Special Agent Roy L. Hoyle

Special Agent Roy L. Hoyle

Mobile and Ohio Railroad Police Department, Railroad Police

End of Watch Wednesday, October 3, 1906

Roy L. Hoyle

Special Agent Roy Hoyle was shot and killed in Mobile, Alabama, while attempting to keep a mob of citizens from storming the jail in an attempt to lynch a prisoner who had been charged with sexually assaulting a 12-year-old girl.

A mob of approximately 500 men gathered near the intersection of Royal Street and Dauphin Street without knowing that the prisoner had been secretly moved out of the city and hidden in a Mobile and Ohio Railroad terminal.

The jailer had allowed several men in the mob that he personally knew to search the jail to prove that the prisoner was not there, however, the full mob attempted to force its way in even after the men assured them the prisoner was not there. One of the guards inside fired a shot in an attempt to warn the mob, but several of the citizens opened fire. Special Agent Hoyle and a city alderman were both shot. Special Agent Hoyle was struck in the abdomen and died a short time later.

Special Agent Hoyle was survived by his wife and daughter.

Bio

  • Age 34
  • Tour Not available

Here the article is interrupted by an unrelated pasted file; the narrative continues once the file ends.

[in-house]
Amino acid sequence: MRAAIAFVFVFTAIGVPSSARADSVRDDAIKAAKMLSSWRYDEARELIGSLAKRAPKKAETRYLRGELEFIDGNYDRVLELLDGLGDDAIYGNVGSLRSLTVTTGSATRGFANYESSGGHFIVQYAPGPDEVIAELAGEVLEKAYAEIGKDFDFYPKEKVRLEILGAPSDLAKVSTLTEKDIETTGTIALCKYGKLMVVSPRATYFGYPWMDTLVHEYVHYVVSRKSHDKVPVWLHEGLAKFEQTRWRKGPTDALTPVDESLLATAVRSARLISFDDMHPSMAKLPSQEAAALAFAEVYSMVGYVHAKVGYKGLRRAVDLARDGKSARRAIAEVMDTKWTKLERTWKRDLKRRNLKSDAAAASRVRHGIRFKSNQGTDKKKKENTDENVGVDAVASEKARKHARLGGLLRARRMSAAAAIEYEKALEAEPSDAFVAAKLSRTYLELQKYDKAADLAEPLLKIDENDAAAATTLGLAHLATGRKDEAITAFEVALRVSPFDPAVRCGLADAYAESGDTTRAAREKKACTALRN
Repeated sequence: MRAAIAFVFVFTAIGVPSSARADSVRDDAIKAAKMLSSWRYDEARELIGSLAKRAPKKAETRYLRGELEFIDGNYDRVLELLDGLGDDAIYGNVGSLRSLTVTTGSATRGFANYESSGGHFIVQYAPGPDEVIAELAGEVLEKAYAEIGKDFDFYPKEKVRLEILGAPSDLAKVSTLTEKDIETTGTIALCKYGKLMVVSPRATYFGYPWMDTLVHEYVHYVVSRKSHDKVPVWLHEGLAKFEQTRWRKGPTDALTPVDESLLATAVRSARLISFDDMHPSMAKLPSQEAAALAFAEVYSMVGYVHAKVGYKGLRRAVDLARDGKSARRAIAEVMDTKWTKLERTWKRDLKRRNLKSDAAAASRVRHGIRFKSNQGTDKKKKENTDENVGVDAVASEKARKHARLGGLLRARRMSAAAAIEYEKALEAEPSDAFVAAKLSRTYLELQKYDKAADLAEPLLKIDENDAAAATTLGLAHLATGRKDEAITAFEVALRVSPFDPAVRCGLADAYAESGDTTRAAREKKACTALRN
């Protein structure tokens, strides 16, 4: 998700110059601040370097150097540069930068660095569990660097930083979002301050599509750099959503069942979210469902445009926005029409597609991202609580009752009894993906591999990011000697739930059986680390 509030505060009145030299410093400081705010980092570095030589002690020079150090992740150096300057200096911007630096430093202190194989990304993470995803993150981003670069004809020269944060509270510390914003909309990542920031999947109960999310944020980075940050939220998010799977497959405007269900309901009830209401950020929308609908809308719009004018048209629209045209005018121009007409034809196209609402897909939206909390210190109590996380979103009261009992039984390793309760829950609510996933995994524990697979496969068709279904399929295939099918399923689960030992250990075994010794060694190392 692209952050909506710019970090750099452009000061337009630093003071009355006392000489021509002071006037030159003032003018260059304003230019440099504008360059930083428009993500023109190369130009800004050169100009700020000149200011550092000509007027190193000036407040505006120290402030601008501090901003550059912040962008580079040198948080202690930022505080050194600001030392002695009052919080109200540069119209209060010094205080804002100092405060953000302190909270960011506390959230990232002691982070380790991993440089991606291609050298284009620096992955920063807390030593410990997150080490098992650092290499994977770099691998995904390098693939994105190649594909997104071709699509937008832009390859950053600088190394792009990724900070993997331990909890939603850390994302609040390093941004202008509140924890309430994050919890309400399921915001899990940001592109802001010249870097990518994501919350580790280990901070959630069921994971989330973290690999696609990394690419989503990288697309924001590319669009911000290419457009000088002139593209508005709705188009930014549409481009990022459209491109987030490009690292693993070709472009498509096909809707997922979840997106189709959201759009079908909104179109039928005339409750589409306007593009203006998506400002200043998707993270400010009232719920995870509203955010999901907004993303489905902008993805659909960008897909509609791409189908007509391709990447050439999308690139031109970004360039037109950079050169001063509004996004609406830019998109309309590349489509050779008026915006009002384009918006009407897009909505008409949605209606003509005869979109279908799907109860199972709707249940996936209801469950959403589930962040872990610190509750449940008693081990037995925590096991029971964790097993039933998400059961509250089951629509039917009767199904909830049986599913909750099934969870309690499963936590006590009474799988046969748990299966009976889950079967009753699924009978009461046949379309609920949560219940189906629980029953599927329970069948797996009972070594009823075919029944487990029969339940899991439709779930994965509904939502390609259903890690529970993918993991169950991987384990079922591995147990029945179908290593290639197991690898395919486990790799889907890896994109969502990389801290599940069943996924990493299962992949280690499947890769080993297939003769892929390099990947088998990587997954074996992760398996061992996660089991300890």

• Badge Not available

Incident Details

  • Cause Gunfire
  • Location Alabama
  • Weapon Handgun
  • Offender Not available

Most Recent Reflection

View all 6 Reflections

Today is the 109th anniversary of your murder at the hands of a pack of wild animals. We may never even know if the accused was guilty due to the simpleminded thugs who gathered at the jail. Though only several of a much larger group fired those shots, all were guilty of your murder, Special Agent Hoyle, you were the hero that day, you and your colleagues who put your life on the line in a obviously unpopular move, and yet you did it.

Mr. Moore, thank you so much for sharing that story. It's always very gratifying to see that, even though someone has been gone for so long, family and friends have not forgotten them. We know more often than not those brave souls ARE remembered, but when it's proven, it moves our hearts.

God Bless you all.

Ptl. Jim Leahy, Jr.
Harvard University Police Dept.

October 3, 2015

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